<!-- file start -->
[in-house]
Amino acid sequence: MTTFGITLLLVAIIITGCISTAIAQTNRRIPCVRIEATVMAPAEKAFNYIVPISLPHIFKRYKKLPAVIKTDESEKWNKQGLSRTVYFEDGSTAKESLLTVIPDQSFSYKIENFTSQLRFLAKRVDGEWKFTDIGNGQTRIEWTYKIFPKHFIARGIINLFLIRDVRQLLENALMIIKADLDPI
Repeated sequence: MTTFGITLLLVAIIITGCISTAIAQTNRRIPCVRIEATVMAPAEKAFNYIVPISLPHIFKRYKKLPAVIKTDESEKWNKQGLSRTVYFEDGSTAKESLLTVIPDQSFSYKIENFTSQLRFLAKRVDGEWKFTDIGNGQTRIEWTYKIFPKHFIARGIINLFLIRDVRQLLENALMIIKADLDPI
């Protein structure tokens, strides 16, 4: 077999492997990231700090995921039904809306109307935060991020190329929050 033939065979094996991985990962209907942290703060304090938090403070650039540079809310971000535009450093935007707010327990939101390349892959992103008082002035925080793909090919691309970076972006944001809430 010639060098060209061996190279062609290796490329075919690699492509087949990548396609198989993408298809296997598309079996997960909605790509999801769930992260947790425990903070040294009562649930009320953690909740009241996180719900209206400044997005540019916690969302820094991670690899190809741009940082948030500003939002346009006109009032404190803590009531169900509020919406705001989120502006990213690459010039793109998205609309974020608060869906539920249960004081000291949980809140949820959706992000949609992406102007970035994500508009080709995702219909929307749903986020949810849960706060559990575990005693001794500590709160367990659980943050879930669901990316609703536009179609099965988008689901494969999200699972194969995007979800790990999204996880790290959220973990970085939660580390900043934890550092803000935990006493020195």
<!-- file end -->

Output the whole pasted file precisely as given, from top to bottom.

[in-house]
Amino acid sequence: MTTFGITLLLVAIIITGCISTAIAQTNRRIPCVRIEATVMAPAEKAFNYIVPISLPHIFKRYKKLPAVIKTDESEKWNKQGLSRTVYFEDGSTAKESLLTVIPDQSFSYKIENFTSQLRFLAKRVDGEWKFTDIGNGQTRIEWTYKIFPKHFIARGIINLFLIRDVRQLLENALMIIKADLDPI
Repeated sequence: MTTFGITLLLVAIIITGCISTAIAQTNRRIPCVRIEATVMAPAEKAFNYIVPISLPHIFKRYKKLPAVIKTDESEKWNKQGLSRTVYFEDGSTAKESLLTVIPDQSFSYKIENFTSQLRFLAKRVDGEWKFTDIGNGQTRIEWTYKIFPKHFIARGIINLFLIRDVRQLLENALMIIKADLDPI
């Protein structure tokens, strides 16, 4: 077999492997990231700090995921039904809306109307935060991020190329929050 033939065979094996991985990962209907942290703060304090938090403070650039540079809310971000535009450093935007707010327990939101390349892959992103008082002035925080793909090919691309970076972006944001809430 010639060098060209061996190279062609290796490329075919690699492509087949990548396609198989993408298809296997598309079996997960909605790509999801769930992260947790425990903070040294009562649930009320953690909740009241996180719900209206400044997005540019916690969302820094991670690899190809741009940082948030500003939002346009006109009032404190803590009531169900509020919406705001989120502006990213690459010039793109998205609309974020608060869906539920249960004081000291949980809140949820959706992000949609992406102007970035994500508009080709995702219909929307749903986020949810849960706060559990575990005693001794500590709160367990659980943050879930669901990316609703536009179609099965988008689901494969999200699972194969995007979800790990999204996880790290959220973990970085939660580390900043934890550092803000935990006493020195």